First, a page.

Design - 9.5/10
Features - 9/10
Sound - 8.5/10
Everyone has a podcast these days. But while it’s become easier to create a podcast and publish it online, it’s still important to have the right gear to produce a solid audio quality. That’s where Samson comes in. With the new Samson Q9U, the company hopes to bring high-quality recording to any podcaster — or really anyone who wants better audio than what’s built into their computer.
The Samson Q9U isn’t cheap, but it’s also not overly expensive. At $200, does the Samson Q9U perform? I’ve been using the microphone for a few weeks now to find out.
Samson Q9U design and features
The first thing to notice about the Samson Q9U is its design, and it looks great. The microphone has a black metallic exterior that seems like it should be able to withstand most of the day-to-day abuse that you can throw at it. The top half of the microphone is a microphone grill, which is secured in place by three small screws. The microphone also comes with a dual-layer wind-screen.
Towards the bottom of the microphone, there’s a microphone mute button — which is perfect for things like video calls. On the actual bottom is where you’ll get your USB-C port, an XLR port, a headphone jack, a low-pass filter switch, and a mid presence boost. It’s a solid selection of controls, and means that you’ve essentially got an all-in-one audio interface for podcasting. The Q9U is a dynamic microphone, so it won’t pick up on things like a keyboard or a badly-treated room quite as powerfully as a condenser microphone might.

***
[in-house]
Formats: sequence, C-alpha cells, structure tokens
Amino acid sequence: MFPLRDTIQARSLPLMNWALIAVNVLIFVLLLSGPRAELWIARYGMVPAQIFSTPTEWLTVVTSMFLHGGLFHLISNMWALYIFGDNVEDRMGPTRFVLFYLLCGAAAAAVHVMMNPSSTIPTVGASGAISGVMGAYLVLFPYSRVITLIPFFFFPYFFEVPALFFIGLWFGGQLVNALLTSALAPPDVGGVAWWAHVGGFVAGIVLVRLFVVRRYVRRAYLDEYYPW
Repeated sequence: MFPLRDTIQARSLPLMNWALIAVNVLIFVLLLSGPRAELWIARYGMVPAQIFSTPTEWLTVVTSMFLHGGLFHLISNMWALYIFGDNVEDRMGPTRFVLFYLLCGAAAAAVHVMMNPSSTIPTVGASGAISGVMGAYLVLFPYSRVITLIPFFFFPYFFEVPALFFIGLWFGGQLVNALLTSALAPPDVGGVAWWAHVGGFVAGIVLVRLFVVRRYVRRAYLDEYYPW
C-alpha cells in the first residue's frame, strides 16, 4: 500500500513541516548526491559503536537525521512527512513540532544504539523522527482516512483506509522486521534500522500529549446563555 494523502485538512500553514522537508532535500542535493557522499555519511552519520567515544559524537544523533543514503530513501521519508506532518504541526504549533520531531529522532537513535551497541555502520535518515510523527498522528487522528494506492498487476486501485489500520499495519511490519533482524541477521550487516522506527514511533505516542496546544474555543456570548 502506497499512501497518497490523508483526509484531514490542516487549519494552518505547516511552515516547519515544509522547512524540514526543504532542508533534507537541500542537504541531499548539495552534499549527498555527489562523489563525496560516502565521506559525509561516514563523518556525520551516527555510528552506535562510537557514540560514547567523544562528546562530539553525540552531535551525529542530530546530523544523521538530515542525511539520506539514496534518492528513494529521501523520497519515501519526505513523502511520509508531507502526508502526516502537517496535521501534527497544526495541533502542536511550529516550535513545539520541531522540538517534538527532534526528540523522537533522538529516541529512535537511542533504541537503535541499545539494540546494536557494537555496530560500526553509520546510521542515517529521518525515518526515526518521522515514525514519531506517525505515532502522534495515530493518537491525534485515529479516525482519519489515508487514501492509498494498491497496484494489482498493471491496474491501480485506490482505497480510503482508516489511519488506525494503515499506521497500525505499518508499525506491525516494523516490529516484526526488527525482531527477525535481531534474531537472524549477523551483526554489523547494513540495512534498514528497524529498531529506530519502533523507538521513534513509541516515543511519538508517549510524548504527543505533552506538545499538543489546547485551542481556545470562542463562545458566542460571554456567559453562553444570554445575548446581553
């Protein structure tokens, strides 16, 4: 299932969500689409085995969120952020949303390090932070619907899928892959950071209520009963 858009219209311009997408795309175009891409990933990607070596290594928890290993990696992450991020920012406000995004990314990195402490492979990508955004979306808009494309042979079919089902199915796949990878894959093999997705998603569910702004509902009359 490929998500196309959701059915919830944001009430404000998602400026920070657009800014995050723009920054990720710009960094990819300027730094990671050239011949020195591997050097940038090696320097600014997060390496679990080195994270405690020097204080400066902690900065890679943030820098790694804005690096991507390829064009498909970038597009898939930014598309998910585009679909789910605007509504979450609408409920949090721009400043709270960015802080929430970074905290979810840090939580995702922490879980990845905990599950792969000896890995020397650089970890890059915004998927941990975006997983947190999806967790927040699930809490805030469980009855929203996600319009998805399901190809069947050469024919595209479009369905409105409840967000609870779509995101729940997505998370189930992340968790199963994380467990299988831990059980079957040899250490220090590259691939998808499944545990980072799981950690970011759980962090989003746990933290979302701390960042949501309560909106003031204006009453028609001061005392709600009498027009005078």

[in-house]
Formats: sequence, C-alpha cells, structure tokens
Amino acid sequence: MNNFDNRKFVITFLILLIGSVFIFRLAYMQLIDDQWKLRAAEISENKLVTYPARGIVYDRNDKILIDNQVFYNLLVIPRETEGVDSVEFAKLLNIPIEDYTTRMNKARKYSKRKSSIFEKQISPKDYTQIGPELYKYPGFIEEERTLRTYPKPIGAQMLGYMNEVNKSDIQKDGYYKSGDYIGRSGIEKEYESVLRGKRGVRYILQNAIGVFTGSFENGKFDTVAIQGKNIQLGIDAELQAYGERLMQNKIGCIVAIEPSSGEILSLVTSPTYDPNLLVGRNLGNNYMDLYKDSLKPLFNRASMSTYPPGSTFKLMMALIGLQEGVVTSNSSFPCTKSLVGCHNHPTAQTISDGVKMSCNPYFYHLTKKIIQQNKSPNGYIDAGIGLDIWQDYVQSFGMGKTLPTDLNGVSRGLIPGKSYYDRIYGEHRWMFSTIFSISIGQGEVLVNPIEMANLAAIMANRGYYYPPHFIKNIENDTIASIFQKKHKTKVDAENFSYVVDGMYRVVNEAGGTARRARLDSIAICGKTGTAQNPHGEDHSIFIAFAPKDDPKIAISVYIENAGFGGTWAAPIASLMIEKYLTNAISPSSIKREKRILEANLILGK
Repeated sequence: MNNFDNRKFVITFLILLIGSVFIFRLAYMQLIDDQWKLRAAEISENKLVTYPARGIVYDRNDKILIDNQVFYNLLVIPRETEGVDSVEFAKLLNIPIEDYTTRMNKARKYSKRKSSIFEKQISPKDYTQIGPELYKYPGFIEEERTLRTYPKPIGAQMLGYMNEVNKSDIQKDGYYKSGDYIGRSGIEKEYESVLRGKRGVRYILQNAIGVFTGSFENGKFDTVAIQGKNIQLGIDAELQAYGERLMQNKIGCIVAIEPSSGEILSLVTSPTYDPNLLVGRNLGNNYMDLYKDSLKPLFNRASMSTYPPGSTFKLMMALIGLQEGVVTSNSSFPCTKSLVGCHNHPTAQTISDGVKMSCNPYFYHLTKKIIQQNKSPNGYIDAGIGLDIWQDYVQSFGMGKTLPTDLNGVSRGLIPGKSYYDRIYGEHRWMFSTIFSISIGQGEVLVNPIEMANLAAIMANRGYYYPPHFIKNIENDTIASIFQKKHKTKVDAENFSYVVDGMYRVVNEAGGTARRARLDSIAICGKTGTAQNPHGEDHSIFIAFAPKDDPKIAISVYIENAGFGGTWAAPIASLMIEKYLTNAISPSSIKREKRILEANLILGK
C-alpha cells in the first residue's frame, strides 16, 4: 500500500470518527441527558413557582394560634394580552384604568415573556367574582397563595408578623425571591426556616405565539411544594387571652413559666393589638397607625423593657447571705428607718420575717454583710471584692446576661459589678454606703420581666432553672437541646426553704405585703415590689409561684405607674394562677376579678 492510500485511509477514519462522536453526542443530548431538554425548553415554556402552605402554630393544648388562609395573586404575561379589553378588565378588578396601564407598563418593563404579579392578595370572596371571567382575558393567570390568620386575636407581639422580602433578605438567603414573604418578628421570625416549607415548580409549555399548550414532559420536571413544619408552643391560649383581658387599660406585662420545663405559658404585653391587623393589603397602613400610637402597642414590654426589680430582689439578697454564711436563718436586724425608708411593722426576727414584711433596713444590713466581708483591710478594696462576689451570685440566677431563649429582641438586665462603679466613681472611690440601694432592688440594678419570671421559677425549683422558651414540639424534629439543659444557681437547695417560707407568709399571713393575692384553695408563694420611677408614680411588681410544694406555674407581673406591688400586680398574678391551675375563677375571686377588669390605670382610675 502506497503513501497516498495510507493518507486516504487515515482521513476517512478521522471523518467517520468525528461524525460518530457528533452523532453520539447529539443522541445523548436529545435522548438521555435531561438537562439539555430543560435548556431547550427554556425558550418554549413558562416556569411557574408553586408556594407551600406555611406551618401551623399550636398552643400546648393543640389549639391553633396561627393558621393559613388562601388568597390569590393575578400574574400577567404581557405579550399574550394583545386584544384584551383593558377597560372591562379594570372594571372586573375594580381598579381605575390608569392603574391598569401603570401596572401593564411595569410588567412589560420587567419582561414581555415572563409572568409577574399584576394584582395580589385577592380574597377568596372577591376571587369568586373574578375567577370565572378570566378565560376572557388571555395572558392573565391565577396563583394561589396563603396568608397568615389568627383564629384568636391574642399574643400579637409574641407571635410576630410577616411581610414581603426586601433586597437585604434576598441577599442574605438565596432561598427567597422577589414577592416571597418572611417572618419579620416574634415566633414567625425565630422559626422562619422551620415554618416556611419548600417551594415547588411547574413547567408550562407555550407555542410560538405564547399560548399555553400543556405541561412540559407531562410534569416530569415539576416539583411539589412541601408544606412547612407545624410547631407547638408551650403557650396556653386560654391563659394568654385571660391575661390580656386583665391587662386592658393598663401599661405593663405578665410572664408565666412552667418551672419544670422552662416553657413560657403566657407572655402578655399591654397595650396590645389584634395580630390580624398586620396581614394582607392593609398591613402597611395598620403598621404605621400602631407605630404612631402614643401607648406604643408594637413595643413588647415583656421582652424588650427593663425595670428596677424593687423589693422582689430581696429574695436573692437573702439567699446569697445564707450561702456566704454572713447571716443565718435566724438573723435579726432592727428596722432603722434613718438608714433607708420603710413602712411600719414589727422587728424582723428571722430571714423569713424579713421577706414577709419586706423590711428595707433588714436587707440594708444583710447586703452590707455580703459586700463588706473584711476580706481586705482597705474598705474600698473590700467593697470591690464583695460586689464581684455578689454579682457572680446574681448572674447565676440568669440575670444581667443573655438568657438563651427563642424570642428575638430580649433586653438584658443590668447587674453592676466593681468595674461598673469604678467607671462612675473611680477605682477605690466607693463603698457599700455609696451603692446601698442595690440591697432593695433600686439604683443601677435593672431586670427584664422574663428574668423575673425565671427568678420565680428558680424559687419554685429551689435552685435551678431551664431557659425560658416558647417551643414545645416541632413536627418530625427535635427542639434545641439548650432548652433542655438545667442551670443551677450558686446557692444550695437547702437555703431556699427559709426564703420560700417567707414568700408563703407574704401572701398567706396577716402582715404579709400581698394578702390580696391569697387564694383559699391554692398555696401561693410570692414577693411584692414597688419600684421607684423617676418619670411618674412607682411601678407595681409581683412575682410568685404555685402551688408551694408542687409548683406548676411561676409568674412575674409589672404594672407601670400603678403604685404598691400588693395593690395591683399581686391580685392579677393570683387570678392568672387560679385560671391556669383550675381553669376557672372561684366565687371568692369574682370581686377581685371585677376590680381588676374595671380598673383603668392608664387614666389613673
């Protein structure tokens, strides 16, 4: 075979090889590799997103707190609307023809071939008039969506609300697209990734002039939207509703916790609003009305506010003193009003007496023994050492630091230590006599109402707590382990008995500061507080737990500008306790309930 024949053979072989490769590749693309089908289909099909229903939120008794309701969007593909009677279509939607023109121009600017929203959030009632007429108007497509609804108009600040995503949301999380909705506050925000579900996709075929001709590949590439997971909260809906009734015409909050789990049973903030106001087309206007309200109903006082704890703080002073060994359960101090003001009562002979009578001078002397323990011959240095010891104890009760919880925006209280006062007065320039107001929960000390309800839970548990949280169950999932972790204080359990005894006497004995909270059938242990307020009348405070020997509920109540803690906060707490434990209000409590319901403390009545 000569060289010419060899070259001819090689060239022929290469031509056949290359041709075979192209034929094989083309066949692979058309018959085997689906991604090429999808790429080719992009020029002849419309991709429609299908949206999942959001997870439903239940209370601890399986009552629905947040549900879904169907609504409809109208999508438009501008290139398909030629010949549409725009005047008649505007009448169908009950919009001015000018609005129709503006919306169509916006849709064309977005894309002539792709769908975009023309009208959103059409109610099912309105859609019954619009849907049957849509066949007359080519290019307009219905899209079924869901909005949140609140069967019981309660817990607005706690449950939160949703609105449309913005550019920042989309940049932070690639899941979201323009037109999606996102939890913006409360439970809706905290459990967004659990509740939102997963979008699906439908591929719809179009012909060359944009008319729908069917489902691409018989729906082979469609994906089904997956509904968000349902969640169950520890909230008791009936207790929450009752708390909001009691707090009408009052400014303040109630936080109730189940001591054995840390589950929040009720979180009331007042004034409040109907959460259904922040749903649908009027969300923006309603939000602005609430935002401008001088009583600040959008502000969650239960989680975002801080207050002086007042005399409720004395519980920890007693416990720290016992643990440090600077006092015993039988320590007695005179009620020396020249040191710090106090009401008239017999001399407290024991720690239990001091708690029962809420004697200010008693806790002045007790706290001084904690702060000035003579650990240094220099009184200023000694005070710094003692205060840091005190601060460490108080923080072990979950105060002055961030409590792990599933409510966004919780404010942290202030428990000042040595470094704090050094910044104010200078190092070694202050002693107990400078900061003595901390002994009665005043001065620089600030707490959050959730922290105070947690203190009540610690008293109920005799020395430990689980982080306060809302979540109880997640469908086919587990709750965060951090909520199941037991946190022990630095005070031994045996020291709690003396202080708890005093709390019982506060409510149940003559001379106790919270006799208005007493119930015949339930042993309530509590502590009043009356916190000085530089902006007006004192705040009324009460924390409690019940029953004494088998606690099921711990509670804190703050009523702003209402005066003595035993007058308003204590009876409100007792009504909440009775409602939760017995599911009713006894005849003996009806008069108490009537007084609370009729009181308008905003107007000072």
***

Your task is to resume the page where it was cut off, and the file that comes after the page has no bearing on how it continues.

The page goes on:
Generally speaking, the microphone looks great, and is easy to use. The mute switch does feel a little cheap, and it can be hard to tell which position it’s in without looking at it. But that’s a minor issue — and you’ll get used to it.
Samson Q9U sound
Perhaps more important than the overall design of the microphone is how it sounds. Thankfully, it sounds pretty good. This is absolutely a great option for those who want to record voiceovers, get better audio for their video calls, and so on. It could even do a nice job as a vocal mic for singers — and while there are better singing microphones in this price range, few have the feature set on offer by the Samson Q9U.
The microphone has an XLR output for analog recording, but it also has a digital output. The specs on offer by that come at 24-bit, 96kHz, meaning that you’ll get the quality you’re looking for no matter what.
The low-cut and mid-presence boost switches generally help quite a lot. Now, that obviously depends on your recording environment, but I find that the changes that these switches make generally match what I would have done later using an EQ. The low-cut switch also helps mitigate issues with the noises that you might get from a stand, which is perhaps the biggest issue I had with the microphone. It was very easy to accidentally bump a table that the microphone is on, and find bumps in the recording later, which was a little frustrating.
The output on offer by the microphone is pretty good, even with quiet audio sources. There can be some noise if your source is really quiet, but it’s not over the top or unexpected.
The Samson Q9U has a lot going for it. It’s full-featured, offering a built-in audio interface with a headphone jack and high-quality digital audio, plus even on its own, it’s a solid-sounding microphone that should fit in any voice-based recording environment. In fact, in this price range, we would argue that it’s among the best options out there.
Because of its excellent value and high quality, we’re awarding the Samson Q9U microphone the gold medal. You can get it for yourself using the links below.